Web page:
The orphaned heroine Ruth, apprenticed to a dressmaker, is seduced by wealthy Henry Bellingham who is captivated by her simplicity and beauty. Their affair causes her to lose her home and job to which he offers her shelter, only to cruelly abandon her soon after. She is offered a chance of a new life though shamed in the eyes of society by her illegitimate son. When Henry reappears offering marriage she must choose between social acceptance and her own pride. Ruth ultimately finds a path that affirms we are not bound to repeat our mistakes.
A social audiobook of love, family and hypocrisy, it examines the Victorian views about sin and the social stigma of illegitimacy. Gaskell is compassionate in her portrayal of Ruth who would normally be outcast from respectable society.
Ruth was the first mainstream novel to cast a 'fallen woman' in the role of heroine and inevitably caused controversy when published. It predates Hardy's own such heroine in Tess of the d'Urbervilles by nearly 40 years.
Gaskell was an accomplished writer and had much of her work published in Charles Dickens' magazine Household Words. She was also friends with Charlotte Brontë and after her death, her father, Patrick Brontë, chose Gaskell to write The Life of Charlotte Brontë.
As well as a substantial portfolio of voiceover work, Eve Matheson's career spans audiobooks, theatre, television, film and radio. She has narrated several audiobooks, including Tracy Chevalier's Falling Angels and Erica James' Act of Faith, and documentaries including Fermat's Last Theorem (1996) which won several awards including a BAFTA. On screen, she is best known for her roles as Becky Sharp in the 1987 BBC adaptation of the novel Vanity Fair and as Zoe Angell in May to December (1989-1990). She has frequently appeared at the Royal National Theatre and in the West End, playing roles such as Cordelia in King Lear, Titania in A Midsummer Night's Dream and as Lady Anne in Richard III. From 2005-2006, she appeared as Mrs. Milcote in the original Royal National Theatre production of Helen Edmundson's Coram Boy. Her recent television appearances have included roles in Silent Witness (2015) and Call the Midwife (2014).
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Customer ReviewsMost Helpful
By Lisa on 10-02-09
In some ways this is a deeply sentimental, predictable story, in which Ruth, like Tess D'Urberville, is hung out to dry by her author. Compared with the much feistier heroines of the Brontes,Ruth can seem implausibly passive. But it is still a fascinating and gripping account of Victorian mores, and one that makes the listener all the happier to be living in the 21st century. Beautifully read by Eve Mattheson who at least doubles the pleasure.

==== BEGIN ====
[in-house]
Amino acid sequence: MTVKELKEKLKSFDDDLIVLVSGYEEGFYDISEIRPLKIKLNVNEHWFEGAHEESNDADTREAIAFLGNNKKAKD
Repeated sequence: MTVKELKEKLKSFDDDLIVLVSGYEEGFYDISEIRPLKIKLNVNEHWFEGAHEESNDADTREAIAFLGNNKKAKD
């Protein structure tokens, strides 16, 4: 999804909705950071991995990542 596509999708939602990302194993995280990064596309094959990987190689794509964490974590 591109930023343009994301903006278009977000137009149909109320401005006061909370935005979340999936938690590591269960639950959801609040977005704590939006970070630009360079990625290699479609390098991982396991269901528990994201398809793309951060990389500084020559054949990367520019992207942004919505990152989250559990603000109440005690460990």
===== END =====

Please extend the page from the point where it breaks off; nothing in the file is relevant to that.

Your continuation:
7 of 7 people found this review helpful
By Nancy Bowring on 30-07-10
A window into Victorian Britain
Elizabeth Gaskell?s excellent 3-dimensional characters (Mr. Bradshaw, whose inflexible adherence to his interpretation of the bible make him tragically mistaken in his belief that he is good whilst his actions make him cruel and heartless; Mr. Benson, who believes, erroneously ? also because of rigid Victorian religious views ? that he is evil, whilst in reality he is charitable and Christ-like in his attitude to ?sin?) give a true insight into Victorian society.
Apart from some seemingly endless ramblings in sections of Ruth, in the main, it is a thoughtful, skilfully structured novel which gives a vivid portrayal of how it was to live in Victorian times.
Eve Matheson is quite brilliant in her narration and portrayals of all the characters. I highly recommend this audiobook.
6 of 6 people found this review helpful
Customer ReviewsMost Helpful
By Susan on 06-12-12
Fallen Woman Finds Redemption
Ruth, orphaned and alone at the age of 12, is lead astray at 16 by an affluent, self centered young man in his early 20's and then abandoned after she becomes pregnant. She is taken in by a kindly, sympathetic clergyman and his sister who share their home. Assuming the identity of a young widow, Ruth raises her child and is grateful for her good fortune and the generosity of those around her. After a dozen years, her secret of being an unwed mother is, through unexpected connections, revealed. She is then rejected and shunned by members of the community who had previously welcomed her into their homes. The rest of the story concerns Ruth's redemption; she is finally recognized and elevated for always putting the welfare of others ahead of her own. The novel is beautifully executed with a bittersweet ending. I have read and listed to a number of Elizabeth Gaskell's novels and have found each to be unique and memorable. The author balances sorrow and joy in equal parts.
12 of 12 people found this review helpful
By akacz on 25-11-08
Sublime reading by Eve Matheson
The jewel of this audio recording is the voice of Eve Matheson. Her sensitive reading brings Ruth to life.
11 of 11 people found this review helpful